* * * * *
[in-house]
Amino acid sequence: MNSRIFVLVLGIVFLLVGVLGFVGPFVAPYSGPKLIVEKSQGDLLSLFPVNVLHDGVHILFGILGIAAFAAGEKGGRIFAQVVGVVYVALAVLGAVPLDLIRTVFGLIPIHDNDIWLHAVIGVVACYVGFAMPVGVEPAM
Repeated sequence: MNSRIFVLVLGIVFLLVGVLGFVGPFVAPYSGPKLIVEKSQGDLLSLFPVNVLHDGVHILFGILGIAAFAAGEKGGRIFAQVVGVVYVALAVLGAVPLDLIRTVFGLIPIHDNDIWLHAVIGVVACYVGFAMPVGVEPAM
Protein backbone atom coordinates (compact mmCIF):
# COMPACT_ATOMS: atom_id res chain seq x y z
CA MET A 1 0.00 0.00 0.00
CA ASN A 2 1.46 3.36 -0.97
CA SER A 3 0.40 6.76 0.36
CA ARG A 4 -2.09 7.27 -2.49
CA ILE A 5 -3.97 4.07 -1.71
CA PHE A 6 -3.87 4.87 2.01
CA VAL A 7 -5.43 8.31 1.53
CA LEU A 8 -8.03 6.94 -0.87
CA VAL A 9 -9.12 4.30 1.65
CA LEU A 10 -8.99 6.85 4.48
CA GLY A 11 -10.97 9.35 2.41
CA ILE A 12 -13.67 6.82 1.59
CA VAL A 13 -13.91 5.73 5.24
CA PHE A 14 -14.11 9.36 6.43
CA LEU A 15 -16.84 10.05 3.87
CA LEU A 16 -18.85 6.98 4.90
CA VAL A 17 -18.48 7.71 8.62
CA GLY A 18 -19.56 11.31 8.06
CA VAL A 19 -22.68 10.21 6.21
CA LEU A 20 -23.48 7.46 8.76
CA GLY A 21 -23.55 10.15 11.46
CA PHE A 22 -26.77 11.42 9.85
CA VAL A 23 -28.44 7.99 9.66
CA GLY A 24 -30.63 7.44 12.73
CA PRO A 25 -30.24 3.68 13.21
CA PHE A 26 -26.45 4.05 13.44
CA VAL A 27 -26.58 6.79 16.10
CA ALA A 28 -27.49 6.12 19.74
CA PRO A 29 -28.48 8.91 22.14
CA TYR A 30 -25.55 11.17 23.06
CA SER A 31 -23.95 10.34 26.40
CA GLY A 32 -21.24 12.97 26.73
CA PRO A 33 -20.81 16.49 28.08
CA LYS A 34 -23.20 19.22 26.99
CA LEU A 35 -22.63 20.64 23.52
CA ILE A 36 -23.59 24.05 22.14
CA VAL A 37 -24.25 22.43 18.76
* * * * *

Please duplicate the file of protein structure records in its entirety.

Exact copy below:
[in-house]
Amino acid sequence: MNSRIFVLVLGIVFLLVGVLGFVGPFVAPYSGPKLIVEKSQGDLLSLFPVNVLHDGVHILFGILGIAAFAAGEKGGRIFAQVVGVVYVALAVLGAVPLDLIRTVFGLIPIHDNDIWLHAVIGVVACYVGFAMPVGVEPAM
Repeated sequence: MNSRIFVLVLGIVFLLVGVLGFVGPFVAPYSGPKLIVEKSQGDLLSLFPVNVLHDGVHILFGILGIAAFAAGEKGGRIFAQVVGVVYVALAVLGAVPLDLIRTVFGLIPIHDNDIWLHAVIGVVACYVGFAMPVGVEPAM
Protein backbone atom coordinates (compact mmCIF):
# COMPACT_ATOMS: atom_id res chain seq x y z
CA MET A 1 0.00 0.00 0.00
CA ASN A 2 1.46 3.36 -0.97
CA SER A 3 0.40 6.76 0.36
CA ARG A 4 -2.09 7.27 -2.49
CA ILE A 5 -3.97 4.07 -1.71
CA PHE A 6 -3.87 4.87 2.01
CA VAL A 7 -5.43 8.31 1.53
CA LEU A 8 -8.03 6.94 -0.87
CA VAL A 9 -9.12 4.30 1.65
CA LEU A 10 -8.99 6.85 4.48
CA GLY A 11 -10.97 9.35 2.41
CA ILE A 12 -13.67 6.82 1.59
CA VAL A 13 -13.91 5.73 5.24
CA PHE A 14 -14.11 9.36 6.43
CA LEU A 15 -16.84 10.05 3.87
CA LEU A 16 -18.85 6.98 4.90
CA VAL A 17 -18.48 7.71 8.62
CA GLY A 18 -19.56 11.31 8.06
CA VAL A 19 -22.68 10.21 6.21
CA LEU A 20 -23.48 7.46 8.76
CA GLY A 21 -23.55 10.15 11.46
CA PHE A 22 -26.77 11.42 9.85
CA VAL A 23 -28.44 7.99 9.66
CA GLY A 24 -30.63 7.44 12.73
CA PRO A 25 -30.24 3.68 13.21
CA PHE A 26 -26.45 4.05 13.44
CA VAL A 27 -26.58 6.79 16.10
CA ALA A 28 -27.49 6.12 19.74
CA PRO A 29 -28.48 8.91 22.14
CA TYR A 30 -25.55 11.17 23.06
CA SER A 31 -23.95 10.34 26.40
CA GLY A 32 -21.24 12.97 26.73
CA PRO A 33 -20.81 16.49 28.08
CA LYS A 34 -23.20 19.22 26.99
CA LEU A 35 -22.63 20.64 23.52
CA ILE A 36 -23.59 24.05 22.14
CA VAL A 37 -24.25 22.43 18.76